I’ve been writing these words in my head for a long time. I wanted to tell you an eloquent story, one that felt complete, based on an experience that felt resolved. But as with any kind of heartbreak, I’m not sure real resolution is entirely possible. I wanted to tell you about how, in January, I met a boy with a deep voice and sweet lips; about how I fell in love with him in moments that, looking back, feel like a dream. Maybe one day I’ll tell you about this — about nights spent in dimly lit bars, about learning how to sleep next to each other as we spilled secrets beneath the sheets. I’ll tell you how it felt to remember how to love myself, and how it felt to let that love extend outward. But right now I need to tell you that two months into our relationship, I found out I was pregnant, and four days after that, I had an abortion.
I need to tell you this because being a woman is a blessing but also a burden in that we’re required to fight to maintain ownership of our existence. Because our voices are too often ignored, our bodies too often objectified, and our futures too often found in the hands of people who don’t consider us, who ultimately don’t care about us.
For complex and extensive reasons, unplanned pregnancies happen, and for complex and extensive reasons, an abortion might be the only available response. It was for me, and as a small contribution to a complicated but essential conversation, I’m hoping to articulate why. Because I’ve always believed in a woman’s right to choose, but until I experienced it, I didn’t understand what making that choice would entail.
For as long as I can remember, all I ever wanted was to be a mother. As a toddler, I breastfed my Barbies. As a teenager, I romanticized young motherhood, watching through glass screens as girls my age embarked on the journey I so badly longed for.
I had imagined getting pregnant many times before: the joy, the fear, the excitement, the mutual celebration of a miracle shared with another person. But when faced with two positive symbols on two different tests the night before a snowstorm was meant to hit the city, I was alone, and the only familiar feeling I found was fear. Fear mixed with shame, regret and dread. Feelings rooted so deeply in reality they seemed impossible to escape. It didn’t feel right to even try. I could say I had no reason to expect it, but my period was seven days late, and looking back, I know there were moments in which I let passion precede logic.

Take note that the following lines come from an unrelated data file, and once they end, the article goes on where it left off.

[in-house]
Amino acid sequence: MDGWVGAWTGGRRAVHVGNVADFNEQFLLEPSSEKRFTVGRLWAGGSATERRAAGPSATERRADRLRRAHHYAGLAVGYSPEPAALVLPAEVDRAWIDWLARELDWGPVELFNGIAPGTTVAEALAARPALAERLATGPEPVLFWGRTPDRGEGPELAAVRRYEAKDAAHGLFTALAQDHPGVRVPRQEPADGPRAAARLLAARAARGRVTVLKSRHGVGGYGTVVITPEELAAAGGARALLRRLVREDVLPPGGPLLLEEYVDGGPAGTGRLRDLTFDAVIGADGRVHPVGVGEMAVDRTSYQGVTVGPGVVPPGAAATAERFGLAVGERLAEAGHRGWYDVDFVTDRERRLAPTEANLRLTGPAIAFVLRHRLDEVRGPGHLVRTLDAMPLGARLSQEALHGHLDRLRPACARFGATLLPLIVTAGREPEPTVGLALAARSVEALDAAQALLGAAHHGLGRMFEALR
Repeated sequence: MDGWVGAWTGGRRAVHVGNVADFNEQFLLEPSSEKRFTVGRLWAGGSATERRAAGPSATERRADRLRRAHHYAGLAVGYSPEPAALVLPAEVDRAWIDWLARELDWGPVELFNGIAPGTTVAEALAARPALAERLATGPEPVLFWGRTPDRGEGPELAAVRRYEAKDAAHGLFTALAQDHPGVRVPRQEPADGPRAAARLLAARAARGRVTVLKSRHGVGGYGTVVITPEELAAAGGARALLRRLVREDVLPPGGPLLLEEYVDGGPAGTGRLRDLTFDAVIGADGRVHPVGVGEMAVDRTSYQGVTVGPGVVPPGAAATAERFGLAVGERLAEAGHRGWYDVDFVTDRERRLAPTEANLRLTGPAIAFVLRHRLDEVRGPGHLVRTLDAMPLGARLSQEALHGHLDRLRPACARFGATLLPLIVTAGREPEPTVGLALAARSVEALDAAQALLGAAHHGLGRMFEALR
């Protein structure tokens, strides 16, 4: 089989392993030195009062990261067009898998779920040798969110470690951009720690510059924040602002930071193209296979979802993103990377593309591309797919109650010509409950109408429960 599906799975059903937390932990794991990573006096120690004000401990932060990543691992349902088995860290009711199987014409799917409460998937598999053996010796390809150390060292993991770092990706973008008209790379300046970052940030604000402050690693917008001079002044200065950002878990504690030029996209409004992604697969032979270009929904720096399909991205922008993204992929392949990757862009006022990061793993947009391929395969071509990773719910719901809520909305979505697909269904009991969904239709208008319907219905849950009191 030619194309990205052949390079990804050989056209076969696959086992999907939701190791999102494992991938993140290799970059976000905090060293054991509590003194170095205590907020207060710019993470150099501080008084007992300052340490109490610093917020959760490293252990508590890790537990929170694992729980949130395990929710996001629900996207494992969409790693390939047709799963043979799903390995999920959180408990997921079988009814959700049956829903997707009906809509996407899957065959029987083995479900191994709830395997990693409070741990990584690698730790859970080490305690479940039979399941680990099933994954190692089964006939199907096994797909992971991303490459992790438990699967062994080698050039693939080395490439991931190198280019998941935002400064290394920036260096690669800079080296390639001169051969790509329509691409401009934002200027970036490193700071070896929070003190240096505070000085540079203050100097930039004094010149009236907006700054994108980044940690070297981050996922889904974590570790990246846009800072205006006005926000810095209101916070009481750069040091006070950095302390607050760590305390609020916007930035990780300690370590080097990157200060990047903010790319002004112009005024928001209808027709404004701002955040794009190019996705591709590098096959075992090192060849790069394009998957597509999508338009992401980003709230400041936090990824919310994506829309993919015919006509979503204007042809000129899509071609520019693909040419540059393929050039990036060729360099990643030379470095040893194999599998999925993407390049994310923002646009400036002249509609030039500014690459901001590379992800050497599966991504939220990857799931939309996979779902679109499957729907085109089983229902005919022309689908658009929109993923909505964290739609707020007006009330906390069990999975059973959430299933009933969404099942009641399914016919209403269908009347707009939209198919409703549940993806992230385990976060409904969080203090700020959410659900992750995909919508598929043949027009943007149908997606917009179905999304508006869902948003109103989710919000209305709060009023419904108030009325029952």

The next morning, the snow had started and wasn’t expected to stop for a long time. It was the first of three days I would spend outside of my mind and the usual parameters it operates within. At work, I sent a text to the deep-voiced-sweet-lipped boy I barely knew asking if he would come over that night, that it was important. He agreed, and innocently attempted to return the conversation to our impending plans of snowboarding that weekend. Our would-be first adventure.
That night, I placed the tests in a small embroidered pouch as I waited for him to arrive. Not to hide them, but because it felt likely that I wouldn’t be able to get the words out, and would instead need to hand him the pouch and make him say them for me.
We sat on my bed, the space between us thick with nerves, my brain flashing blanks like it was gasping for air. And then I said it, calmly and clearly: I’m pregnant. I waited for him to say something, knees to my chest, head in outer space. I silently assumed this would be the beginning of the end. He asked a couple quiet questions, the same ones I had spent the last 24 hours asking myself, like how we could have let this happen. Then he took a deep breath and he told me he loved me.
How could we have let this happen? I told him there was no point in trying to place the blame, but I absorbed it anyway: It was my cycle to track, my rules to enforce, my womb to protect. I know better than this, both then and now, but I felt the weight of the responsibility that rests so strictly on the shoulders of women. When it comes to pregnancy, to what accountability do we hold men? Under what microscope do we scrutinize their actions? Do we condemn their choices like we do when women choose to steer their own lives?
It was never a clear decision for me. I cautiously considered taking on the role of mother, but the more I did, the more unfamiliar my body became. I couldn’t comprehend the complexities, couldn’t imagine my stomach growing and all of the experiences that would follow. I was a stranger in my skin.
A few months earlier, I had quit my job to pursue a freelance opportunity, and while I was paying my bills (often just barely), I didn’t have health insurance, I didn’t have stability, I didn’t have a plan for having a child join me. A list of dormant goals flooded my brain, bringing with it the panic of finding a neglected to-do list. But in my mind, the love I imagined having for any future baby made sacrifice seem easy, it outweighed all of the foreseeable challenges. All of them, of course, except the logical ones.